scorecardTrump says the US nuclear arsenal is now 'tippy top' thanks to him, but nuke experts say he's out of touch with reality
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Trump says the US nuclear arsenal is now 'tippy top' thanks to him, but nuke experts say he's out of touch with reality

Ryan Pickrell   

Trump says the US nuclear arsenal is now 'tippy top' thanks to him, but nuke experts say he's out of touch with reality
PoliticsPolitics4 min read
  • President Donald Trump said Friday that the US nuclear arsenal is now "tippy top" thanks to him.
  • Nuclear weapons experts said that the only substantial change to the nuclear arsenal was the introduction of the low-yield W76-2.
  • Other efforts to modernize the aging US nuclear triad began during the Obama administration and have continued to receive funding under Trump, but it will still be some time before the US military starts to see some of the new systems in the works.

President Donald Trump boasted Friday that the US nuclear arsenal is "tippy top" thanks to him, but nuclear weapons experts told Insider that the arsenal hasn't changed much during his presidency.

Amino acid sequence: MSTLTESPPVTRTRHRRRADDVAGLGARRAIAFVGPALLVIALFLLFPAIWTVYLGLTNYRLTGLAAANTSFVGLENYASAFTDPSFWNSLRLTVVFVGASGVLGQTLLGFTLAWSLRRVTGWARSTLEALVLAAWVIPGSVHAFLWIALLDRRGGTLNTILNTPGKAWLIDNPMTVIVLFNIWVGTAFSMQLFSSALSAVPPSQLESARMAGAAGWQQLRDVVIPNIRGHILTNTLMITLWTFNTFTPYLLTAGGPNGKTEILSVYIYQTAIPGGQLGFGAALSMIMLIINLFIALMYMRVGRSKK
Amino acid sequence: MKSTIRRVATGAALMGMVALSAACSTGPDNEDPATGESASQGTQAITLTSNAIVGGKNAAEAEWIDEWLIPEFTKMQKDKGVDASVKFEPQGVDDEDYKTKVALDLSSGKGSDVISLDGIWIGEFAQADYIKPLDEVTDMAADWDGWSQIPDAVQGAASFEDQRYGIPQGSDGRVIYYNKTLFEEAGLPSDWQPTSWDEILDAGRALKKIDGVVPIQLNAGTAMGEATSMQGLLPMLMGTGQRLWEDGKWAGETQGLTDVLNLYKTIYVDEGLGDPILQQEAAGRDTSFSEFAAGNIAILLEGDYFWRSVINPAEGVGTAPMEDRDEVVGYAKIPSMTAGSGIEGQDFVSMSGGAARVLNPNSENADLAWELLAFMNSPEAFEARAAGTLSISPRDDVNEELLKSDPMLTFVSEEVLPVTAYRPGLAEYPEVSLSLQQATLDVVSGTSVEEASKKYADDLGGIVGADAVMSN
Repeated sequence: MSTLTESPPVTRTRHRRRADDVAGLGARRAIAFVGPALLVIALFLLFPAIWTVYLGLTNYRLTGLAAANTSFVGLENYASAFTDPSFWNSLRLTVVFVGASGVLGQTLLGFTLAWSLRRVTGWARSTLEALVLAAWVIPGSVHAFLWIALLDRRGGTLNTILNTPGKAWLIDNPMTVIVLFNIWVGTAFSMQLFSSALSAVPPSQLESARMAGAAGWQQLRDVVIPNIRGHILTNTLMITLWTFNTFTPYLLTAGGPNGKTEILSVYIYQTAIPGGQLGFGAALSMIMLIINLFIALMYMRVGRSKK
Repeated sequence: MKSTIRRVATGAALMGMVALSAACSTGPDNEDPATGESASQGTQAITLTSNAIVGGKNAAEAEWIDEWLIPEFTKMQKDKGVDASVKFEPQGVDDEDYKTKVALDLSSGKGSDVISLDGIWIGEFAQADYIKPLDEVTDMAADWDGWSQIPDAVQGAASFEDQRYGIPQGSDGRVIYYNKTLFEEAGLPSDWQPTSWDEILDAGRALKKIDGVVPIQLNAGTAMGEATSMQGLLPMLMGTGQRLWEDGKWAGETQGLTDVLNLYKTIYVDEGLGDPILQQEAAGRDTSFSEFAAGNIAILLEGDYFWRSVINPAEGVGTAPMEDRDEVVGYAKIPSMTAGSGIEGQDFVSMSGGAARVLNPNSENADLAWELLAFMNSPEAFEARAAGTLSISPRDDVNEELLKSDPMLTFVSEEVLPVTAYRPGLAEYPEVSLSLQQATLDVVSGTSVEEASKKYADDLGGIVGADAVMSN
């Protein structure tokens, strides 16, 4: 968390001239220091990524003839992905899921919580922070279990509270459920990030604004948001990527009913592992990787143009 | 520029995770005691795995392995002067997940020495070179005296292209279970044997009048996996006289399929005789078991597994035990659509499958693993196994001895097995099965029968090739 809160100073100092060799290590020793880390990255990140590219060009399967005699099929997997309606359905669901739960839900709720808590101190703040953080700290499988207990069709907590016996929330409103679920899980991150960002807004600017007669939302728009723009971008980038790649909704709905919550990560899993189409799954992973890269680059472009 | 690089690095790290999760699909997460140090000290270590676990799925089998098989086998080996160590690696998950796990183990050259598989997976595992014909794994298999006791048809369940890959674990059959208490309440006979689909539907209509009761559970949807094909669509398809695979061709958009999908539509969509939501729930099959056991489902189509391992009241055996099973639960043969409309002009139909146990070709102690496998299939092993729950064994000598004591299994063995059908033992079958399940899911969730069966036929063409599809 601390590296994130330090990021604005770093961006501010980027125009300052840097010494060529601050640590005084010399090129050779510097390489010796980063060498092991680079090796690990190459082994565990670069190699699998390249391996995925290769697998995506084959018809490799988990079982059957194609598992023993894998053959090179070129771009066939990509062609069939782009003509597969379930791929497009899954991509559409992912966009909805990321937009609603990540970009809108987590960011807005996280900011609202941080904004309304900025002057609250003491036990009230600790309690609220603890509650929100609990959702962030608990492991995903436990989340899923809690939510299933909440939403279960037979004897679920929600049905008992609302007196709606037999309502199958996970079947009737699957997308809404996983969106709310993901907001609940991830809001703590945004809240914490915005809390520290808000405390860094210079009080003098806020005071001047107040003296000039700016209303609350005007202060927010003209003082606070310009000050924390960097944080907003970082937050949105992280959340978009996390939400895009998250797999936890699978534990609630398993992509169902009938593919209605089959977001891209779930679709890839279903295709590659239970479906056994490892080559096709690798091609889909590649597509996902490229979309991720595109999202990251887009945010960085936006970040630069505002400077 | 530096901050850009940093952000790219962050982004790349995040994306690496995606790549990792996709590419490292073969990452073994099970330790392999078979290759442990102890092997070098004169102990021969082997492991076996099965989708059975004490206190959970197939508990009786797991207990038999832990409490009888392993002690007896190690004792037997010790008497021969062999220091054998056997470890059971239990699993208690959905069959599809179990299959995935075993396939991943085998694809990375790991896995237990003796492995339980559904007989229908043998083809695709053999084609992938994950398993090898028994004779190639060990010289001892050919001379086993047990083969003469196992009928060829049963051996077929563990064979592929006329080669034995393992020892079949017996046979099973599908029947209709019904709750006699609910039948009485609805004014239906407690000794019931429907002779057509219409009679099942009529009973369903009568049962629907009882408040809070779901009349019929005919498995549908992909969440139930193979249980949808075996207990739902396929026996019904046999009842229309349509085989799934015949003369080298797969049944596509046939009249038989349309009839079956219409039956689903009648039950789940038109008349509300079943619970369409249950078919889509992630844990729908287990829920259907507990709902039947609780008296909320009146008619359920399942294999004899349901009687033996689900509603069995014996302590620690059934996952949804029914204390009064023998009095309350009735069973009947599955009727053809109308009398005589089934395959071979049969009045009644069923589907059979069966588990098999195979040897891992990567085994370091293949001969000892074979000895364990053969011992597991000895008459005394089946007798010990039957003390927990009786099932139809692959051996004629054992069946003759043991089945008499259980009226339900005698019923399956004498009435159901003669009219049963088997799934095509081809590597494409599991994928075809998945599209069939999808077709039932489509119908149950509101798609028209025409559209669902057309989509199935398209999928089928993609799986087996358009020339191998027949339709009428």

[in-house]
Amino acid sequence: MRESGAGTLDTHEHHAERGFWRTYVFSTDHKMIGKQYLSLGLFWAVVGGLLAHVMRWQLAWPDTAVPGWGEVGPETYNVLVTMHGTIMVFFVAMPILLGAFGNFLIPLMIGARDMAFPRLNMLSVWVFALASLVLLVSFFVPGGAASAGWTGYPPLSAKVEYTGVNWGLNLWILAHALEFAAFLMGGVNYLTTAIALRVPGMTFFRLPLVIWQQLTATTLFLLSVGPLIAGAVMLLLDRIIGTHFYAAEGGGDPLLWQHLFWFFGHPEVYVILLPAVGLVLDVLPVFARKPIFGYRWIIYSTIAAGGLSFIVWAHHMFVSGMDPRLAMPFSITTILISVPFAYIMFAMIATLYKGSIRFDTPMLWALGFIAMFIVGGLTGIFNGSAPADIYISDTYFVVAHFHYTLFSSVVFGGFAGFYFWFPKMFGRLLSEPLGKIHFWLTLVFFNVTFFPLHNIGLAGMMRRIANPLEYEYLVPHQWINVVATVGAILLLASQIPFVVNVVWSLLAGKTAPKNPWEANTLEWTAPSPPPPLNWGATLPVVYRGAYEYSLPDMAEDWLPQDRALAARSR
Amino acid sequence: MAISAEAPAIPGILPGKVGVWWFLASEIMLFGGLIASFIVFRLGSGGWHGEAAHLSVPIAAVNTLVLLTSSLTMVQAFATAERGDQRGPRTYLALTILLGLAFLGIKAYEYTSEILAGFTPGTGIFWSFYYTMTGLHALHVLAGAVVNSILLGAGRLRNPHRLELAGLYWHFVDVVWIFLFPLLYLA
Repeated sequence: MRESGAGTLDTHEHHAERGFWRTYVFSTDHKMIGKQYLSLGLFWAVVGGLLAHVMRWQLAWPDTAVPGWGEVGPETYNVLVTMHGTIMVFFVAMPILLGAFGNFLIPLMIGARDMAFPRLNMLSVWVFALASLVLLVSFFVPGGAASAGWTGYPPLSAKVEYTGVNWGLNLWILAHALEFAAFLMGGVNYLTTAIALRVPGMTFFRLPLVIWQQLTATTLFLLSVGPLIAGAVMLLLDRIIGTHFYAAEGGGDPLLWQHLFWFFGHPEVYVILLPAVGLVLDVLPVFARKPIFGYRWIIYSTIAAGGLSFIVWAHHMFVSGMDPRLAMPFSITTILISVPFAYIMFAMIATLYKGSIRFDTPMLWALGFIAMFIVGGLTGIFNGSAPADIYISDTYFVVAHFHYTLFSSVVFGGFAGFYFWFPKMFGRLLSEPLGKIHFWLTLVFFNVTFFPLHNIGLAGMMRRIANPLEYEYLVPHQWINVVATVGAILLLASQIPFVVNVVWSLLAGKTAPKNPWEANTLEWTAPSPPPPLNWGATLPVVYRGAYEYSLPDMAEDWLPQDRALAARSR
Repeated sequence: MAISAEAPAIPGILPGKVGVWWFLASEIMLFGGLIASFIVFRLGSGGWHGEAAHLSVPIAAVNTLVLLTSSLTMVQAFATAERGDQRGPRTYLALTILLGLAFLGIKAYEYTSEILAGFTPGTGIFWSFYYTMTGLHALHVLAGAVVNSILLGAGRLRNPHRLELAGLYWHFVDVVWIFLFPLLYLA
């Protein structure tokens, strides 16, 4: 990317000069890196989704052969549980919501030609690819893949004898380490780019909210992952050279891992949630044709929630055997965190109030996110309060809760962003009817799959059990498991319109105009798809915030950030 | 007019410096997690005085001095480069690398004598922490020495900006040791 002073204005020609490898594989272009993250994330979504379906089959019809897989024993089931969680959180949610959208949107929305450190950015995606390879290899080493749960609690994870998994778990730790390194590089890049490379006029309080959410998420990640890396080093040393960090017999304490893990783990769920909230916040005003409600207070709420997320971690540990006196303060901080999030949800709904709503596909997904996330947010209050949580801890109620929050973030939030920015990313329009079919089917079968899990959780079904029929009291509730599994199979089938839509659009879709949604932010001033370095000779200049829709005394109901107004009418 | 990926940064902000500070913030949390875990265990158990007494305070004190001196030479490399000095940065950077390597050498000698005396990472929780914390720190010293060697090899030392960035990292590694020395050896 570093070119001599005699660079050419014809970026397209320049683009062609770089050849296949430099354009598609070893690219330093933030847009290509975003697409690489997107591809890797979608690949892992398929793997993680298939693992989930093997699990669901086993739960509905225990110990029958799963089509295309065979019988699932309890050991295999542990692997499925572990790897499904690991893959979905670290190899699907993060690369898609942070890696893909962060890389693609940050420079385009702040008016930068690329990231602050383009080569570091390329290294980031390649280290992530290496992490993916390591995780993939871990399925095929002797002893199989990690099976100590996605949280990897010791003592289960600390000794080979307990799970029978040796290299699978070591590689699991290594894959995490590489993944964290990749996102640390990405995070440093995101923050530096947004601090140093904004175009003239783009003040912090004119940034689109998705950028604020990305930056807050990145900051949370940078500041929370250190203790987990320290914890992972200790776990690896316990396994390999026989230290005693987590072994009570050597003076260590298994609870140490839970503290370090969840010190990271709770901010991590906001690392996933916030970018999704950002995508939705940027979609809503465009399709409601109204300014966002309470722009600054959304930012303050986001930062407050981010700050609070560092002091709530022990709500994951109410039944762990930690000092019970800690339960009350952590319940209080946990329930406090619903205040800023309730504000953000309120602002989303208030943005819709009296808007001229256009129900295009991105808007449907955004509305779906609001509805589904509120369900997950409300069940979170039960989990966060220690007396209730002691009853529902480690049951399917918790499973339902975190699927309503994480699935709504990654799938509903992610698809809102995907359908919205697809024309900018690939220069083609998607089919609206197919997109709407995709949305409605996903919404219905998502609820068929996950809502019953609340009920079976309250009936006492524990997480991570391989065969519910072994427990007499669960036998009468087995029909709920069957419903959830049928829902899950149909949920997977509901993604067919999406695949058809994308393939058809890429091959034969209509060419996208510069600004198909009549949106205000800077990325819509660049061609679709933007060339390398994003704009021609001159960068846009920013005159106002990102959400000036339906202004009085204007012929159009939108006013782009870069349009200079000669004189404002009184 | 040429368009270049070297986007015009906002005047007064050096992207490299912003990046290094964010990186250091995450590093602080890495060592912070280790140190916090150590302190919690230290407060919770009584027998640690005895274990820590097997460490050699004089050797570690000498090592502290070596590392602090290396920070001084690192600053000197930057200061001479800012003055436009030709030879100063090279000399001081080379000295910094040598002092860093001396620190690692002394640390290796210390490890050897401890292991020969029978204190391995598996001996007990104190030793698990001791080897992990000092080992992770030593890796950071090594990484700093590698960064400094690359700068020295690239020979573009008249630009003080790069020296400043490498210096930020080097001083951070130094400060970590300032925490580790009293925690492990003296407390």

Trump told conservative radio host Rush Limbaugh that "our nuclear is all tippy top now," adding that China and Russia dream of the weapons the US military has. Trump regularly boasts about US military strength, sometimes with somewhat nonsensical phrases such as "super-duper missile."

Trump has repeatedly called for a stronger nuclear force both before and during his presidency.

At a campaign rally in 2016, Trump enviously praised Russia's military while expressing concerns about the US. "Putin has built up their military again and again and again," he said. "Their military is much stronger. He's doing nuclear, we're not doing anything. Our nuclear is old and tired and his nuclear is tippy top from what I hear."

Later that year, shortly before becoming president, he tweeted: "The United States must greatly strengthen and expand its nuclear capability until such time as the world comes to its senses regarding nukes."